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. Last Updated: 07/27/2016

Russia's Turn To Bend on Estonia Issue

President Lennart Meri of Estonia can only be congratulated for returning the controversial Law on Aliens to parliament, for by bowing to the judgment of international organizations he may have defused a potentially explosive situation. Now it is Russia's turn to give ground.

The law, which demands that all non-Estonian citizens register as citizens or resident aliens within two years or leave the country, is on its face innocent. But both the Council of Europe and the Conference on Security and Cooperation in Europe have resolved that the text was too vague, leaving it open to interpretations that would discriminate against Russian-speaking minorities.

The motives that could drive Estonian officials to discriminate are clear. Their country was under Soviet occupation from 1944 to 1991 and was subjected to an aggressive program of resettlement and Russification. The desire to redress those wrongs is inevitable, but it is neither morally nor politically acceptable.

More than that, any discrimination against Russian-speaking minorities in Estonia - whether officially sanctioned or not - would be highly dangerous for the tiny country's independence. The calls in Russia for Moscow to come to the rescue of fellow nationals would become deafening.

The CE and CSCE have essentially said that neither Estonia nor Western Europe can afford for Russians to be given cause even to suspect they may be forced to leave. Regardless of what the Estonian parliament now does, President Meri appears to have accepted Europe's caution, and for that he deserves praise.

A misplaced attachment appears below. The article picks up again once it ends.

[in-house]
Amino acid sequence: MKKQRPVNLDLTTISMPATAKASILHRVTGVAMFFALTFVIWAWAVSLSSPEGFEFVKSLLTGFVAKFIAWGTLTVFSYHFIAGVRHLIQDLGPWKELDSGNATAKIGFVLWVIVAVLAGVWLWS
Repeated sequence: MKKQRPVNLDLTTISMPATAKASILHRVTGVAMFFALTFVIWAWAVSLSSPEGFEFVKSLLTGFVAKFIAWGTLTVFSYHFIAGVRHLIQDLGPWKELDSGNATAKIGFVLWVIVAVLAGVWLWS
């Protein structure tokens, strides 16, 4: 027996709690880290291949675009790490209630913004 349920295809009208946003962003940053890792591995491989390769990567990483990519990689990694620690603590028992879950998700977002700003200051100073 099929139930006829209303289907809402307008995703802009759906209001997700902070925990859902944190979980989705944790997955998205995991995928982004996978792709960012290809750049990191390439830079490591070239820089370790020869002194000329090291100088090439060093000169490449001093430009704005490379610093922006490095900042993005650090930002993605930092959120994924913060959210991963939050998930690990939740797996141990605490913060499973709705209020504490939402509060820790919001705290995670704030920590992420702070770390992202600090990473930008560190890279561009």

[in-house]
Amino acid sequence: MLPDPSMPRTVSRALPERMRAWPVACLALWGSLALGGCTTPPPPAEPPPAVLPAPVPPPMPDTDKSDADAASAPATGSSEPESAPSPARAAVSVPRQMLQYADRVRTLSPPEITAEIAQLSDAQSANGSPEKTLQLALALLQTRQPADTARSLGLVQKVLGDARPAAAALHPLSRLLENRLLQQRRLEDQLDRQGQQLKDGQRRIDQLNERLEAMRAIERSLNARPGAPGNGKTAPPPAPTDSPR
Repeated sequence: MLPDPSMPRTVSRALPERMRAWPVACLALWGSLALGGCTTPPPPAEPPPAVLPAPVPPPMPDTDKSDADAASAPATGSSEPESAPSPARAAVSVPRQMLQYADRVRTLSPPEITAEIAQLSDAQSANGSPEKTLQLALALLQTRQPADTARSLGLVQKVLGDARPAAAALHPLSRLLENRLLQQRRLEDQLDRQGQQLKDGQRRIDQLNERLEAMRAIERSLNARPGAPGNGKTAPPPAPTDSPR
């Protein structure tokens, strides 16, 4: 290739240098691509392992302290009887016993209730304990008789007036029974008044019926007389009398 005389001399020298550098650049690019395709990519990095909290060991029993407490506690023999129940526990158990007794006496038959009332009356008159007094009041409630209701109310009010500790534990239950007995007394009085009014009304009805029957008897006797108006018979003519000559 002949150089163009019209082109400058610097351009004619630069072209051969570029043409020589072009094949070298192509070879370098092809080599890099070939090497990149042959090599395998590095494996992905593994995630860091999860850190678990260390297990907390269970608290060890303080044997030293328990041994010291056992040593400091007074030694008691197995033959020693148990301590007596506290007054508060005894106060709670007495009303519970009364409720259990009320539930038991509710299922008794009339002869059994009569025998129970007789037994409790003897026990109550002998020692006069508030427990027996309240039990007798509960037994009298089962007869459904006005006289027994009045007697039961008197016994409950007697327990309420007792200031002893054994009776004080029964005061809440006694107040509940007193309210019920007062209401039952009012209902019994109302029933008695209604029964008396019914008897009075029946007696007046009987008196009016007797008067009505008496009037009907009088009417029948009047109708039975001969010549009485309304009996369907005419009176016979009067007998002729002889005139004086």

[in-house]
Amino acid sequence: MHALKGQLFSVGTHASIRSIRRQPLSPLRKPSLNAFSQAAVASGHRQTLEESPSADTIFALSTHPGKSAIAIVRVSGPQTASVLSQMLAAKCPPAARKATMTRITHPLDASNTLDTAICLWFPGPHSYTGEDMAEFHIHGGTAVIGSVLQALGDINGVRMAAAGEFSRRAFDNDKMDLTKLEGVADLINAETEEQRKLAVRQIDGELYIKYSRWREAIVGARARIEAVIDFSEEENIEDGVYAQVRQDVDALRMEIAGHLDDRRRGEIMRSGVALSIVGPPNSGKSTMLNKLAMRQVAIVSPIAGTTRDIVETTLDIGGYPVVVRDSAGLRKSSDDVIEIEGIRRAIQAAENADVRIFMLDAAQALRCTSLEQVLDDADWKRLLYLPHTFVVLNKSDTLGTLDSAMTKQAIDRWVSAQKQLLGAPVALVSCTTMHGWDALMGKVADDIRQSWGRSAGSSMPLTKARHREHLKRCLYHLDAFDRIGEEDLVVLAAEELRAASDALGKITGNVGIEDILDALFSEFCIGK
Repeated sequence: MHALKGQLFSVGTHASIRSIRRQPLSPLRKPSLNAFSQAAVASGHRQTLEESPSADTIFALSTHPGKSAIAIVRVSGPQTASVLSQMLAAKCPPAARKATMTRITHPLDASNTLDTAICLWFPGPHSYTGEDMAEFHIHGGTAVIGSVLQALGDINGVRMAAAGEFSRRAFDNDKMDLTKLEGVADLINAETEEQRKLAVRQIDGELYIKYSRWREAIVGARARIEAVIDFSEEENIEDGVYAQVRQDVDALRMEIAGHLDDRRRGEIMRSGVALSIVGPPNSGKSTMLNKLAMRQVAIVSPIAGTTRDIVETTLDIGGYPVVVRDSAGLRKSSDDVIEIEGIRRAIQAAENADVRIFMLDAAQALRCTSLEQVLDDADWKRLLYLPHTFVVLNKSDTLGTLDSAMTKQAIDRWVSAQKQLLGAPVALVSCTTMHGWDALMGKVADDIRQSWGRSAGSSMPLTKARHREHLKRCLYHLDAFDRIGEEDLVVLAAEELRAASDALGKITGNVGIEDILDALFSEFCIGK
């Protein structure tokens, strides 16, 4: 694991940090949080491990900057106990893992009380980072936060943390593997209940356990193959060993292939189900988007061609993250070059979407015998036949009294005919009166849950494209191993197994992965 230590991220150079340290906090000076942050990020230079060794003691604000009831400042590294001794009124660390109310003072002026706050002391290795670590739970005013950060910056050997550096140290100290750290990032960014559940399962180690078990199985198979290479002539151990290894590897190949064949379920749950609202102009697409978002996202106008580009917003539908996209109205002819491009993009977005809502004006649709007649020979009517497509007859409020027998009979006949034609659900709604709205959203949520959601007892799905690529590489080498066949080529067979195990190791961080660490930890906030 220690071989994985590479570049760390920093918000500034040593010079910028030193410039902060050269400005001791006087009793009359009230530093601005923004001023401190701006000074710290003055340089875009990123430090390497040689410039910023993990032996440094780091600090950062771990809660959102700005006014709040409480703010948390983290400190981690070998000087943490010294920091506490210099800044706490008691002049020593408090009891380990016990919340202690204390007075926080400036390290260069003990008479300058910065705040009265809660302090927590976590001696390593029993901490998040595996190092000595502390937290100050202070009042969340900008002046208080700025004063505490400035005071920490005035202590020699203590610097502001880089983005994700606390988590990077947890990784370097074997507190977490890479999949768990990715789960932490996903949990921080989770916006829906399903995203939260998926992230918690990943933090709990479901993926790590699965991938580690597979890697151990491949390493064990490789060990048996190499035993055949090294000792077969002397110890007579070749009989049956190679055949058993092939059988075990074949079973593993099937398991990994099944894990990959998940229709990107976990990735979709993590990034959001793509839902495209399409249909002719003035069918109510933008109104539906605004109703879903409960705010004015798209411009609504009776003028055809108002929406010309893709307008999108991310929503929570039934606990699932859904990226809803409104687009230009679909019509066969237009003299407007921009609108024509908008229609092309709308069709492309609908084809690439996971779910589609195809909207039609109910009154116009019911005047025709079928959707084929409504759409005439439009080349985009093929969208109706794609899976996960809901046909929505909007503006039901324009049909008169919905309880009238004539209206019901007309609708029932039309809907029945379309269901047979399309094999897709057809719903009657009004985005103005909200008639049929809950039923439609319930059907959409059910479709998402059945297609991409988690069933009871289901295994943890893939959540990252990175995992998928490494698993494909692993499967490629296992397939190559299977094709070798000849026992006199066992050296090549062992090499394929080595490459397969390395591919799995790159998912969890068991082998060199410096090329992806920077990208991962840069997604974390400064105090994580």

Now it is Russia's turn. If passing the Law on Aliens was provocative on Estonia's part, so was Russia's thinly disguised response - turning off gas supplies to its Baltic neighbor. The rhetoric of "apartheid" and "ethnic cleansing" used by President Boris Yeltsin and his foreign minister Andrei Kozyrev was also inflammatory.

It is up to the Kremlin now to do whatever it can to calm the situation. Some further movement on the stalled process of withdrawing Russian troops from Estonian territory would go a long way to help.

Between them, by passing a provocative law and responding in a heavy-handed way, Tallinn and Moscow share responsibility for encouraging the local authorities in the Estonian, but Russian-dominated, towns of Narva and Sillamae to hold a July 16 referendum on political autonomy. In the vocabulary of post-Soviet Eastern Europe, there are few more inflammatory demands that they could have made.

It is up to Moscow now to use all of the influence that it doubtless wields in these towns to get the referendum canceled.